Hanoi: Asia’s rainforests are being rapidly destroyed, a trend accelerated by surging timber demand in China and India, and record food, energy and commodity prices, forest experts warn.
The loss of these biodiversity hot spots, much of it driven by the illegal timber trade and the growth of oil palm, biofuel and rubber plantations, is worsening global warming, species loss and poverty, they said.
Globally, tropical forest destruction “is a super crisis we are facing, it’s an appalling crisis,” said Oxford University’s Professor Norman Myers, keynote speaker at the Asia-Pacific Forestry Week conference in Hanoi, Vietnam. “It’s one of the worst crises since we came out of our caves 10,000 years ago,” Myers said at the five-day meeting held last week.
Over-logging in South-East Asia caused 19% of global rainforest loss in 2005, Myers said. The rapid growth of palm oil and other plantations accounted for 22%, and slash-and-burn farming caused 54% of rainforest destruction, he said.
Asia’s forest cover, including tree plantations, in fact grew by 3 million ha from 2000 to 2005, largely because of China’s 1998 logging ban and afforestation, said the UN Food and Agriculture Organization (FAO). But ecologists stress that new forests in are man-made plantations lacking high varieties of plant and animal species.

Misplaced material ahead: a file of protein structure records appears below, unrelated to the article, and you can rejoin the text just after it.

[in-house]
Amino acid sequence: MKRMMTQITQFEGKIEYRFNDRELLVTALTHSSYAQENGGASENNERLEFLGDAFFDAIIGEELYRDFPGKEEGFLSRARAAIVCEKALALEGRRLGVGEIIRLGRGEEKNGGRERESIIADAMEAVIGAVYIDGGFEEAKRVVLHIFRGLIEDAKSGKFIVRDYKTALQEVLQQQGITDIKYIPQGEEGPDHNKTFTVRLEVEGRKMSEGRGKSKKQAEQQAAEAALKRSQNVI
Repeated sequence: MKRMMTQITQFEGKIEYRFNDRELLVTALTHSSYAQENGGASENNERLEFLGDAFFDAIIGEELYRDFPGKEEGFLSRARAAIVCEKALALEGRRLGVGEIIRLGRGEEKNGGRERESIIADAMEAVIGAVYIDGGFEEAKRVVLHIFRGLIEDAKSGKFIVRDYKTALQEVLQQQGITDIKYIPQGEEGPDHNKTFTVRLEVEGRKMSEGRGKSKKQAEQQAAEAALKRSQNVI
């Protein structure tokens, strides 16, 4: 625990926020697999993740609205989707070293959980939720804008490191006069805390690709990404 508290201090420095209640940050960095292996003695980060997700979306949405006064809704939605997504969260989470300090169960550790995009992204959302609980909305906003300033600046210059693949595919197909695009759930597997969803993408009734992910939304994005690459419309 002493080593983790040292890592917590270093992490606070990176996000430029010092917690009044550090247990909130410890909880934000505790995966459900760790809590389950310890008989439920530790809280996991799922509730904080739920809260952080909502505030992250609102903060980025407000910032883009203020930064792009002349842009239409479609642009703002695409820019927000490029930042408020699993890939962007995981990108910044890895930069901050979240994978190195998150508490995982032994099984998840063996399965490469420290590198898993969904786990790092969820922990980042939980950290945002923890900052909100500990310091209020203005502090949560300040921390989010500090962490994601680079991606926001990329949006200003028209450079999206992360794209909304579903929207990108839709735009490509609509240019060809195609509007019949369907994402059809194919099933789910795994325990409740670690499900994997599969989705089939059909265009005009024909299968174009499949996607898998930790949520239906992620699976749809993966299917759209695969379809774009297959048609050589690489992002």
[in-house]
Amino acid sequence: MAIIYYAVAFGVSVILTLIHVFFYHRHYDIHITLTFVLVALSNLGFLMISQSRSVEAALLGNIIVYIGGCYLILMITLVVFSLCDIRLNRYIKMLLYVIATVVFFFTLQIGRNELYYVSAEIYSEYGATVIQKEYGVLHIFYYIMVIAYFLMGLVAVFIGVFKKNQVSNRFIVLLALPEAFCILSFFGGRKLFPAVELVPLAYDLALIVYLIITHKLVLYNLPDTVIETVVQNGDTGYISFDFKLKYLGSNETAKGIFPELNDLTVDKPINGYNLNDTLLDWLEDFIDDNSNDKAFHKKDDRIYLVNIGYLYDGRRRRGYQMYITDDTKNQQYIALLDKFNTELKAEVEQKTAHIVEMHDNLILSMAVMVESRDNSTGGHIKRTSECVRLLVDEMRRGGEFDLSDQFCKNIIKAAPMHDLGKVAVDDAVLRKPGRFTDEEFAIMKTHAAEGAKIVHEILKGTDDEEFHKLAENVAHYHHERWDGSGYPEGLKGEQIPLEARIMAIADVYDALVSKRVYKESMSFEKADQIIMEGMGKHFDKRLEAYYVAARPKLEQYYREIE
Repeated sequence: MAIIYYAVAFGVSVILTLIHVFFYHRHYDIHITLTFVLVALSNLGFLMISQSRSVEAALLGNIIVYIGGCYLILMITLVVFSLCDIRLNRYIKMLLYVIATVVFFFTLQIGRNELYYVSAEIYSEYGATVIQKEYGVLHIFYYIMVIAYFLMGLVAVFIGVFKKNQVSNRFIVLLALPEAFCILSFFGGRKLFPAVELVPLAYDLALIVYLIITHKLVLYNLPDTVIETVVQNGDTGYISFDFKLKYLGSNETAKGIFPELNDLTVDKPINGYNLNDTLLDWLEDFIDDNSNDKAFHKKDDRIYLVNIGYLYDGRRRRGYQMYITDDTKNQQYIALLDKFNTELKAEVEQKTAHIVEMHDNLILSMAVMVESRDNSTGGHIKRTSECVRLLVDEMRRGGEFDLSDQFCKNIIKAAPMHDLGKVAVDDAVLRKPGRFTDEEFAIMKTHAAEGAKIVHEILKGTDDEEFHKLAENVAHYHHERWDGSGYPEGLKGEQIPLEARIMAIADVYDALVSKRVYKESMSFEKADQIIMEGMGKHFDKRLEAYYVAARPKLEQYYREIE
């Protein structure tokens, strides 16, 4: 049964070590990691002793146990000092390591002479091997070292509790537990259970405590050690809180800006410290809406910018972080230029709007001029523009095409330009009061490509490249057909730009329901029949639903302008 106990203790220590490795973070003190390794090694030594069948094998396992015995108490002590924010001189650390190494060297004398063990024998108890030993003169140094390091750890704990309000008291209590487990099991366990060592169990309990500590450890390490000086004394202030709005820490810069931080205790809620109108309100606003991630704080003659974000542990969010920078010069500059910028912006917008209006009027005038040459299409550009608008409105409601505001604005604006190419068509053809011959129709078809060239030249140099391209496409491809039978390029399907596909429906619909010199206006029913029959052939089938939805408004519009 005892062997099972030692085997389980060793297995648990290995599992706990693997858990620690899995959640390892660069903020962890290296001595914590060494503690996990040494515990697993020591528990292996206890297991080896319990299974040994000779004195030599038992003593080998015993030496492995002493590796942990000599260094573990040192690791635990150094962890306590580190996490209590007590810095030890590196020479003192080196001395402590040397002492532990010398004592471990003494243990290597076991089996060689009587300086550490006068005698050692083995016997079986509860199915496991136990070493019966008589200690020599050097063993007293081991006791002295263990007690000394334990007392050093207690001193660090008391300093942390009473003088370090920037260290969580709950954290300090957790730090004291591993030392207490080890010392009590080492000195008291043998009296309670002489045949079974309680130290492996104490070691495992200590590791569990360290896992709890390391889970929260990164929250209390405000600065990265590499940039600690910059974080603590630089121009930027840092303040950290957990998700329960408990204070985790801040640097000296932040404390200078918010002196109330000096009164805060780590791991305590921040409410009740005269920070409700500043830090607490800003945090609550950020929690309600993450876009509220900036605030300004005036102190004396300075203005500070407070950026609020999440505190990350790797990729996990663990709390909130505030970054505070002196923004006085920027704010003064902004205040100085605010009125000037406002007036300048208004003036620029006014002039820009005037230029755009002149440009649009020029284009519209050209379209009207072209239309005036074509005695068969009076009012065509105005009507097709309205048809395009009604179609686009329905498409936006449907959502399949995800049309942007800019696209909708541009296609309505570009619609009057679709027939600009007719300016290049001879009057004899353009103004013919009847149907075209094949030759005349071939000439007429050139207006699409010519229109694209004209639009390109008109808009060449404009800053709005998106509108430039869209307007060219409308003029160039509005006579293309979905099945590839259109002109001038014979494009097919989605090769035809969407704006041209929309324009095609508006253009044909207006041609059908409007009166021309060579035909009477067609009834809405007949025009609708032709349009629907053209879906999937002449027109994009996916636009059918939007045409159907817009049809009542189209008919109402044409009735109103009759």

“Many plantations, in terms of biodiversity, are green concrete,” said Peter Walpole, head of the non-profit Asia Forest Network.
Yet what environmentalists call “tree farms” are set to grow at the expense of natural forests. Commercial crops “will be the most important factor contributing to deforestation in Asia-Pacific countries,” said the FAO report.
Demand for forest products is also surging in Asia’s boom economies. Imports to China, now the world’s top furniture exporter, rose more than 10 times from $53 billion (Rs1.23 trillion) in 1990 to $561 billion in 2004. India’s imports of wood products, including paper, grew from about $750 million in 1990 to $3.1 billion in 2005, FAO said.
Asia’s boom economies are now importing timber from as far as Central Africa and South America, said FAO forestry economist C.T.S. Nair.
“In a way, they are exporting the problem to other countries, especially those where policies and institutions are extremely weak,” he said.